By SYED ZAIN AL-MAHMOOD
DHAKA, Bangladesh—Bangladeshi prosecutors filed sedition charges against an opposition leader and the owner of a local television channel on Monday as nationwide clashes between the government’s supporters and its political foes stretched into a second week, taking a toll on the country’s economy.
The unrest started Jan. 5, when the police banned an opposition rally, arrested key opposition figures and locked the leader of the main opposition Bangladesh Nationalist Party, Khaleda Zia, in her office. The opposition responded by trying to block road, rail and river transport around the country.
At least seven people have been killed and dozens injured in three-way clashes between the police, ruling-party activists and opposition supporters, according to police and human-rights groups.
On Monday, prosecutors filed sedition charges against Ms. Zia’s son, Tarique Rahman, who is her party’s senior vice chairman and lives in London. They also brought sedition charges against Abdus Salam, owner of private television channel ETV. The channel was blacked out after broadcasting a speech by Mr. Rahman.
“Tarique Rahman’s statements have harmed the image of the government and the state. The ETV chairman is also guilty of sedition for allowing these comments to be broadcast on his channel,” said Abdullah Abu, one of the prosecutors.
Mosleh Uddin Jasim, a lawyer for Mr. Salam of ETV, called the sedition charge “baseless and outrageous.” Mr. Rahman wasn’t represented by counsel at Monday’s court hearing. He has in the past accused the government of pursuing a political vendetta against him.
Leaders of the Bangladesh Garment Manufacturers and Exporters Association, a trade body representing the country’s garment sector, which exports clothes worth more than $24 billion a year and employs 4 million workers, said the blockade was costing the sector about $90 million a day.
“We are in a crisis because foreign buyers will turn away if we can’t guarantee the safety of life and property,” Atiqul Islam, the association’s president, said at a press conference.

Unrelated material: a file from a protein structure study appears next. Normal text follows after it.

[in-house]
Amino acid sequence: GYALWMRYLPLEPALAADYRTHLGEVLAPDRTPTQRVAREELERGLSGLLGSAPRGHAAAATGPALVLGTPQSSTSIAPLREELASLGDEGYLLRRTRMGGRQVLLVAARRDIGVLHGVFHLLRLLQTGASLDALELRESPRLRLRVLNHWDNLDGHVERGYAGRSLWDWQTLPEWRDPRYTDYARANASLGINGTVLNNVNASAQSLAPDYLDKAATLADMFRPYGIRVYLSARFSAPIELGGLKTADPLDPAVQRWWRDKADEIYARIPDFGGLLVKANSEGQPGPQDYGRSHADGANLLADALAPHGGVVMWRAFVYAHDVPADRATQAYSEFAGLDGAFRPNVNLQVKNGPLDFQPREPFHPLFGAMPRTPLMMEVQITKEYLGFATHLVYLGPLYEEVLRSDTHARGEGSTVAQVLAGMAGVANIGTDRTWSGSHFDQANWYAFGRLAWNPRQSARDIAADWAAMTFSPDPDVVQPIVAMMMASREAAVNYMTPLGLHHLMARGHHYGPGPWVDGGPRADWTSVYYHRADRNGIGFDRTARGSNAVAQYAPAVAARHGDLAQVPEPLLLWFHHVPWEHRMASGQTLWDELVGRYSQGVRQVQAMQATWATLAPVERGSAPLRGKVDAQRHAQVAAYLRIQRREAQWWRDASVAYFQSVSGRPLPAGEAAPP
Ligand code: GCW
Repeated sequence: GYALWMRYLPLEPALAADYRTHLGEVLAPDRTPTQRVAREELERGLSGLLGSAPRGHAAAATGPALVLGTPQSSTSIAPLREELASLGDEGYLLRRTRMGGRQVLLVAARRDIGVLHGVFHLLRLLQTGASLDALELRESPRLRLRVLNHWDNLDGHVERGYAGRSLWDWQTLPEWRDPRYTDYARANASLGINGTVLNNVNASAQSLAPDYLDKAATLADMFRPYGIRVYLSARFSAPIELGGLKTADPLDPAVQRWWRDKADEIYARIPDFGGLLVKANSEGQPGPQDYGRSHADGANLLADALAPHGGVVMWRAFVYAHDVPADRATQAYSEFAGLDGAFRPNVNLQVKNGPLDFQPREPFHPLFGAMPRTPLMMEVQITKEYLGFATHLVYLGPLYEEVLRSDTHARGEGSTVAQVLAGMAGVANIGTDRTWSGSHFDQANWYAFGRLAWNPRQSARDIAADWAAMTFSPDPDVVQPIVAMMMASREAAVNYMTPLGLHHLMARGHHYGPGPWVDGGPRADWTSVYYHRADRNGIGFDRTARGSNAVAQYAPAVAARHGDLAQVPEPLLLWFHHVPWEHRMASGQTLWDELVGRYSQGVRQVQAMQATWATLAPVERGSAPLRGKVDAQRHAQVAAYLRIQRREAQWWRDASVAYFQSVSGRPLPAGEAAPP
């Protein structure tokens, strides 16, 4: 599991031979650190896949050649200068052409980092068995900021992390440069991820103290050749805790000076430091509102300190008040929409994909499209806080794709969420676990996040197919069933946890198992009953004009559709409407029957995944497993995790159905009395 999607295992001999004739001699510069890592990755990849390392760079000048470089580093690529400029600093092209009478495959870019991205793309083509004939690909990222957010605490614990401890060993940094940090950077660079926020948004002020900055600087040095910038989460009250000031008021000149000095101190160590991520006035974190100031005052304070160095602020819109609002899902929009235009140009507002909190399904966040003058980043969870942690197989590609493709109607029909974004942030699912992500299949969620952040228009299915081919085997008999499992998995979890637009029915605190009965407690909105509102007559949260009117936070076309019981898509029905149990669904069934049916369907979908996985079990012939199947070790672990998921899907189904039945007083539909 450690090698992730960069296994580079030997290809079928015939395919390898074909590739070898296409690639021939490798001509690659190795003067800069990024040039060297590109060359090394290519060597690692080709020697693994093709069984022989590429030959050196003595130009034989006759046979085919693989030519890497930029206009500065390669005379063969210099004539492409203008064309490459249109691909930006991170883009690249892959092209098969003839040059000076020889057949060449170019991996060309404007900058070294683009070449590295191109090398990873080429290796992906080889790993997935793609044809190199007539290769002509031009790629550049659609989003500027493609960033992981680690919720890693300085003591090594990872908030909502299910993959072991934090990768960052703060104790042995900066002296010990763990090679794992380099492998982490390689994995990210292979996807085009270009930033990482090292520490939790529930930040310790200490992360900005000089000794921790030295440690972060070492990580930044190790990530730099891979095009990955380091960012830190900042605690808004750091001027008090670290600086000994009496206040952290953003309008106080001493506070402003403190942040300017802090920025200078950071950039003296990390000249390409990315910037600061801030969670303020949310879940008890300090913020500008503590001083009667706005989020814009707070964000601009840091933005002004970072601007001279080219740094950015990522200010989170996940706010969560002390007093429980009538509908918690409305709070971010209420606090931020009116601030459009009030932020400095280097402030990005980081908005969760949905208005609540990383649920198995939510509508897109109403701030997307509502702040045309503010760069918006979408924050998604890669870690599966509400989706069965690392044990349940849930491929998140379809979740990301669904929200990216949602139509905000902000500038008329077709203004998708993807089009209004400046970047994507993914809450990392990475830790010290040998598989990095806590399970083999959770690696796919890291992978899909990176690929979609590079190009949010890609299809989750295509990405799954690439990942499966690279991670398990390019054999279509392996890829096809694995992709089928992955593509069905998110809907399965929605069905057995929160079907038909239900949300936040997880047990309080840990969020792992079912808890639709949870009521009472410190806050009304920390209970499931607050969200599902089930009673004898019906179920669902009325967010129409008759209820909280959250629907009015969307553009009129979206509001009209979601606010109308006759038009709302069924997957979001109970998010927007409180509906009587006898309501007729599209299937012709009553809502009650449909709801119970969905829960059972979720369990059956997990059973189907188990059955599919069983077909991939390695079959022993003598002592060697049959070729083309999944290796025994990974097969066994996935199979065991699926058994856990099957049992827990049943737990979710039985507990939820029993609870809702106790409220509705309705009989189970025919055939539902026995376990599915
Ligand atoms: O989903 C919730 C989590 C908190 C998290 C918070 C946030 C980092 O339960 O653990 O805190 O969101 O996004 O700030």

In a separate statement, the Federation of Bangladesh Chambers of Commerce and Industry, another business group, called for urgent talks between the ruling party and the opposition to resolve the political standoff.
Prime Minister Sheikh Hasina’s Awami League swept parliamentary elections in January 2014, amid an opposition boycott. The country’s parliament has functioned without an effective opposition since then.
Political uncertainty has hit the country’s exports, with export growth slowing to just over 1% in the June to December period, compared with over 18% during the same period in 2013. Experts fear export volumes could plummet if the current turmoil continues, with opposition activists targeting trucks, buses and trains.
There was little sign of political compromise on Monday, as the ruling Awami League held a rally at the same venue in central Dhaka where the BNP had been denied permission to march on Jan. 5. Ruling party leaders ruled out “any compromise” with the opposition.
Labeling the opposition “militants and terrorists,” Ms. Hasina said the government would do everything in its power to maintain security. “Khaleda Zia can stop [her agitation and] go home any time she wants,” Ms. Hasina said at the rally, referring to her political rival.
Ms. Zia, herself a former prime minister, spent a ninth day confined to her office in Dhaka’s Gulshan neighborhood Monday. Police maintained a security cordon around the compound and at least seven trucks loaded with sand and bricks blocked the road.
The government has repeatedly denied placing Ms. Zia under house arrest, claiming it had provided “enhanced security” at her own request. The opposition says the police are unlawfully detaining Ms. Zia.
Ruhul Kabir Rizvi, a BNP spokesman said, “The Awami League must stop putting up smokescreens and start a dialogue toward a free, fair and inclusive election.”